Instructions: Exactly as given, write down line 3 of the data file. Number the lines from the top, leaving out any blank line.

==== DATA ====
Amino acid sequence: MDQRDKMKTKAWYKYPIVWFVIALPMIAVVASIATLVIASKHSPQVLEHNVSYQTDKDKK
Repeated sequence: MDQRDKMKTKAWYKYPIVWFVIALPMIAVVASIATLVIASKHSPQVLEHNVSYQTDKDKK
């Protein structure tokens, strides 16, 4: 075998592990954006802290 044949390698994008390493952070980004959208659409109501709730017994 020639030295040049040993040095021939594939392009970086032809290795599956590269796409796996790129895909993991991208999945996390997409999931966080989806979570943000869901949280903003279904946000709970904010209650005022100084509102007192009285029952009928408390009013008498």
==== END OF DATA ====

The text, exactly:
């Protein structure tokens, strides 16, 4: 075998592990954006802290 044949390698994008390493952070980004959208659409109501709730017994 020639030295040049040993040095021939594939392009970086032809290795599956590269796409796996790129895909993991991208999945996390997409999931966080989806979570943000869901949280903003279904946000709970904010209650005022100084509102007192009285029952009928408390009013008498």